Saturday, 16 May 2015

Review: Rogue

Waiting for a highly anticipated sequel can be difficult, but when the author is as talented as Julie Kagawa and the book in question exceeds your expectations... Well, let's just say the result is worth the wait. Rogue, the second book in the exciting, dramatic Talon series, is even better than its predecessor. Tons more action, character development, and a lot more depth into the world. A great sequel that left me begging for more. Spoilers to follow.

Love the simple but textured look to these covers!

Ember Hill left the dragon organization Talon to take her chances with rebel dragon Cobalt and his crew of rogues. But Ember can't forget the sacrifice made for her by the human boy who could have killed her—Garret Xavier Sebastian, a soldier of the dragonslaying Order of St. George, the boy who saved her from a Talon assassin, knowing that by doing so, he'd signed his own death warrant.

Determined to save Garret from execution, Ember must convince Cobalt to help her break into the Order's headquarters. With assassins after them and Ember's own brother helping Talon with the hunt, the rogues find an unexpected ally in Garret and a new perspective on the underground battle between Talon and St. George.

A reckoning is brewing and the secrets hidden by both sides are shocking and deadly. Soon Ember must decide: Should she retreat to fight another day…or start an all-out war?

Rogue wastes no time picking up where it left off– with main character and dragon Ember hauling her new ally, Rogue dragon Riley, to rescue Garret, the dragonslayer who saved her life and is scheduled for execution. Riley, vying for Ember's affections, isn't exactly thrilled about the idea, especially since Ember's twin brother, Dante, is deep in the clutches of the secret dragon society, Talon and determined to bring Ember back to "where she belongs."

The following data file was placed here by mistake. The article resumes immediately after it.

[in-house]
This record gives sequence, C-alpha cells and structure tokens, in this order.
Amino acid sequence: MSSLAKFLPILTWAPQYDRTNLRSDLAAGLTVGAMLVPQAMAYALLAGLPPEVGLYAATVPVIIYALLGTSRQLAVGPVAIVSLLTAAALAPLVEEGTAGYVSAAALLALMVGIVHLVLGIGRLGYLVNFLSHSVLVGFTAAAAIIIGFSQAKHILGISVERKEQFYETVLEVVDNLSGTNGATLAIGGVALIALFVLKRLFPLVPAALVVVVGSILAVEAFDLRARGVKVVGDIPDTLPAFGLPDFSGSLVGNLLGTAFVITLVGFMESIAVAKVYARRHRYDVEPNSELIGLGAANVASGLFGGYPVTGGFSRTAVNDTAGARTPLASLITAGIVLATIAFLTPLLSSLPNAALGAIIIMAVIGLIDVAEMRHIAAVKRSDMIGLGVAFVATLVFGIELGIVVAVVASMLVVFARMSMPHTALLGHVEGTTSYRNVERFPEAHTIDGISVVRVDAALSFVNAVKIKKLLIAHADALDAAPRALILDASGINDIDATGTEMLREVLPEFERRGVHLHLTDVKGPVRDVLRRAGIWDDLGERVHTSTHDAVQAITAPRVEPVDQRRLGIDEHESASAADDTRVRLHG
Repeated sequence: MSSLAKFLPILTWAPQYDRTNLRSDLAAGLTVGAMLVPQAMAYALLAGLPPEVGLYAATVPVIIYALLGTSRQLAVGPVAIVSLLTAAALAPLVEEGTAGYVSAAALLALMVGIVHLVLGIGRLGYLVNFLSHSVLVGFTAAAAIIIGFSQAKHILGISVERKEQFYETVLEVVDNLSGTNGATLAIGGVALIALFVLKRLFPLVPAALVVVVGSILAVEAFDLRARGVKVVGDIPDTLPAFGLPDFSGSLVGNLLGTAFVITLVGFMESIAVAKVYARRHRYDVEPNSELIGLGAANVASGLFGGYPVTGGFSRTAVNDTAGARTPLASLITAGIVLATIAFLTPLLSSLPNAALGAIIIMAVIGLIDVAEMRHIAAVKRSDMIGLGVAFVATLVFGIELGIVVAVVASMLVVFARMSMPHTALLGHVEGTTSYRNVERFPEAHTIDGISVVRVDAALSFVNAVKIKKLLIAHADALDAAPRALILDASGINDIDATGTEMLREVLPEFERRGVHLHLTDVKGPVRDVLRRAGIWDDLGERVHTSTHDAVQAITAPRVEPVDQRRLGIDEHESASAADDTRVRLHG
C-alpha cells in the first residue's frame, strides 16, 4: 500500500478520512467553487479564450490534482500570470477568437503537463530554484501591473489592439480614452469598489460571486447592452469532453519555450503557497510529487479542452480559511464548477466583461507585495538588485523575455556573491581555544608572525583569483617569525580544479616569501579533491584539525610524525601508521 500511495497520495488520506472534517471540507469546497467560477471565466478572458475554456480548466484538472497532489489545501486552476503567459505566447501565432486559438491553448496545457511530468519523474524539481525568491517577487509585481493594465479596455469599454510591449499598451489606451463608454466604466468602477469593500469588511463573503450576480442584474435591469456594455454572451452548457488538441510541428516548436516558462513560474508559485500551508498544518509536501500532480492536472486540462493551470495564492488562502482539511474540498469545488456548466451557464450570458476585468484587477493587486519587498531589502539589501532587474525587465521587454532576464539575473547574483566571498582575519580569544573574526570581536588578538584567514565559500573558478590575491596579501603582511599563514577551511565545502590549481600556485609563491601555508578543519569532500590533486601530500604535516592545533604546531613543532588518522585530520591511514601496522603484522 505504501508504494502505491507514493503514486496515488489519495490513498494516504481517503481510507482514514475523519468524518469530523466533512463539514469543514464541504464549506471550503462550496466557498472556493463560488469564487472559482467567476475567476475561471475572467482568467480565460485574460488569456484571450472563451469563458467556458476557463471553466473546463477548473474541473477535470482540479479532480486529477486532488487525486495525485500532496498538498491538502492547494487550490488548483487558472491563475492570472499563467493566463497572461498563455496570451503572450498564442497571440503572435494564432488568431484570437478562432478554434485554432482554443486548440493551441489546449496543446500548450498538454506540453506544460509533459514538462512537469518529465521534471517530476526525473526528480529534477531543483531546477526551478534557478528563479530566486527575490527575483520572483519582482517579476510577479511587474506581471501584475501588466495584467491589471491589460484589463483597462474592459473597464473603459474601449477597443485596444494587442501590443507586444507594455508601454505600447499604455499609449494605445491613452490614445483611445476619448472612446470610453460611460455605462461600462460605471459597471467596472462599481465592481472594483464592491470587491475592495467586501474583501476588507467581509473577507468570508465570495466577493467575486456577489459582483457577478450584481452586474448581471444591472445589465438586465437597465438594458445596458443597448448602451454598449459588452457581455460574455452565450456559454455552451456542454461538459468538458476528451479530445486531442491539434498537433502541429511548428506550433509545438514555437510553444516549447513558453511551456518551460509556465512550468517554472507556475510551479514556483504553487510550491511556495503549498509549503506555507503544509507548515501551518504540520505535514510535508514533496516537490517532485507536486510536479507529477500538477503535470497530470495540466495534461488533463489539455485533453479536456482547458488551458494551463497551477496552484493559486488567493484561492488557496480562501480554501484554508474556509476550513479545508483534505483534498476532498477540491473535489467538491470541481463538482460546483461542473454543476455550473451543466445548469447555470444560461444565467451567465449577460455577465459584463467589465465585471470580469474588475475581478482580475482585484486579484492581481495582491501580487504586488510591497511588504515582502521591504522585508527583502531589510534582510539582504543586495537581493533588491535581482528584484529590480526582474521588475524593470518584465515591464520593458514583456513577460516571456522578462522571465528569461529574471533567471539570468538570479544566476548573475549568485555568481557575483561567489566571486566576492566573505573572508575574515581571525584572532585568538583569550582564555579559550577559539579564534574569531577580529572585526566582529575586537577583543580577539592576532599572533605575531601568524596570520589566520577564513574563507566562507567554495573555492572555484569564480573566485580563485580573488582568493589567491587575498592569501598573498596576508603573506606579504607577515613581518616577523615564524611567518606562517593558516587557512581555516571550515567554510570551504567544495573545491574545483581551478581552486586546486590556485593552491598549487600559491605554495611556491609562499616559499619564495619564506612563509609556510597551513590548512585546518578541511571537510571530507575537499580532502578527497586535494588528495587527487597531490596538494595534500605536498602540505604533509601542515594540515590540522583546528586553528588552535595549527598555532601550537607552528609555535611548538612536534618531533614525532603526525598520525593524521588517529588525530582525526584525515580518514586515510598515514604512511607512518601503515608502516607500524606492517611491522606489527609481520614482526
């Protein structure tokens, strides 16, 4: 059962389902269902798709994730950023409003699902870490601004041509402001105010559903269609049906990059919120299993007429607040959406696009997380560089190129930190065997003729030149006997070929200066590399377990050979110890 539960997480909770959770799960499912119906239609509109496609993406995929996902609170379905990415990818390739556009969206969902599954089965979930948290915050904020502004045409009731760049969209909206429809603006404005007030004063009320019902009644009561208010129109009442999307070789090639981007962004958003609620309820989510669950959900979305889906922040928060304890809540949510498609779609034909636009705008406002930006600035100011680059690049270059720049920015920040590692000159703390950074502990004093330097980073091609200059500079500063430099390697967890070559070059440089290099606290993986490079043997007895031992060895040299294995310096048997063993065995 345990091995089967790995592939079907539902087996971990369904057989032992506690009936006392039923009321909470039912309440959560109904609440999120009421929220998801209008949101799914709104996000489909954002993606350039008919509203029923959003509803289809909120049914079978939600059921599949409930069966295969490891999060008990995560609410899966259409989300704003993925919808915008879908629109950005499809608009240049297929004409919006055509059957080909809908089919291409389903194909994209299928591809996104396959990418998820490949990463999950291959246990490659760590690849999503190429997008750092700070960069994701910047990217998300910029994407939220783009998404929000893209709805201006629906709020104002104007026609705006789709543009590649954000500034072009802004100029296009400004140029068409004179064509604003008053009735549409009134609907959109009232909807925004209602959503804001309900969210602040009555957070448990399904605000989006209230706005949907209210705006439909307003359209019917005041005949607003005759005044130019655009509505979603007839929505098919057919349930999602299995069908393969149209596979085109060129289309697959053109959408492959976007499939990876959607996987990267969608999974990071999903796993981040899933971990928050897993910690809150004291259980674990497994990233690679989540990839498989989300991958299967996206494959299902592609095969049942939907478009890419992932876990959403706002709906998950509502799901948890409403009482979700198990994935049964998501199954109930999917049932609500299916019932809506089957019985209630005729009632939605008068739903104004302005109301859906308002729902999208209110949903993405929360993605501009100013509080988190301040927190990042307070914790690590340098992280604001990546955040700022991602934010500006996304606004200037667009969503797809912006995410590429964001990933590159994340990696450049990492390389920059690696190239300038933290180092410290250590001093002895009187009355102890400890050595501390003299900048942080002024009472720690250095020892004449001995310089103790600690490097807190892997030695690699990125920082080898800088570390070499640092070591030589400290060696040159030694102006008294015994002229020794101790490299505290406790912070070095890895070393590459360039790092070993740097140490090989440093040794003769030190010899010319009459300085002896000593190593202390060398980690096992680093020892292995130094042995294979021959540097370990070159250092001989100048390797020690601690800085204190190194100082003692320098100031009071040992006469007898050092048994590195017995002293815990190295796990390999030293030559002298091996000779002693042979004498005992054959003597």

Most of the book involves the characters living on the run, but we're offered insight to Riley's past, what drove the rebellious dragon to leave Talon and start his own underground network. While Riley isn't my first choice for Ember, I have to say that I like him as a character. He's intense, clever, and tormented by his feelings for Ember.

Ember herself is as spunky and lively as ever, her heart torn between the Rogue dragon and the dragonslayer she can't stop thinking about. I was pleased with her growth as a character, and mostly understood the complications she was dealing with.

Garret of course, remains my favorite of the leads. His growth is the most interesting as he struggles to begin life outside the Order that schooled him, especially now that he knows that their beliefs were wrong. And that he's fallen in love with one of the enemy.

Of all the main characters, I would say that Dante's perspectives had the most to offer in the way of extending the story of the series as a whole. We got a good insight into the world of Talon, and from the perspectives of other characters, learned how Dante is being manipulated without his knowledge. The ending promised a particular interest to me, and I can't wait to see what he'll do when he finds out the Talon plot.

I mentioned before that this book mostly revolves around the characters running from not one but two secret organizations, and that doesn't seem like a whole lot to keep a story going, but you would be surprised. Kagawa was able to keep my interest the entire time, providing strong character development and action scenes that kept my blood pumping. I was very, very impressed with this book, which is so far my favorite in the series.

If I have one complaint, it's the ending. It's pretty obvious who Ember should be with, and taking him out of the equation so soon felt like unnecessarily added drama. Do I think he'll stay gone? Absolutely not. He's too popular a character, has too much of an arch to fill, and if I've learned anything from reading Julie Kagawa books, it's that she loves to pull at readers heartstrings. This just seemed like a way to keep us sighing and wondering when he'll come back– and how dire the situation will become for those involved.

But that's just a minor complaint from a fangirl. Rogue is tightly written and crafted with skill and love. It was absolutely worth the wait, and I would recommend this and its predecessor to all urban fantasy/YA lovers. It's a fresh take on the dragon genre, filled with excitement and intrigue, and loveable characters. Definitely not to be missed because let's face it– who doesn't love dragons?


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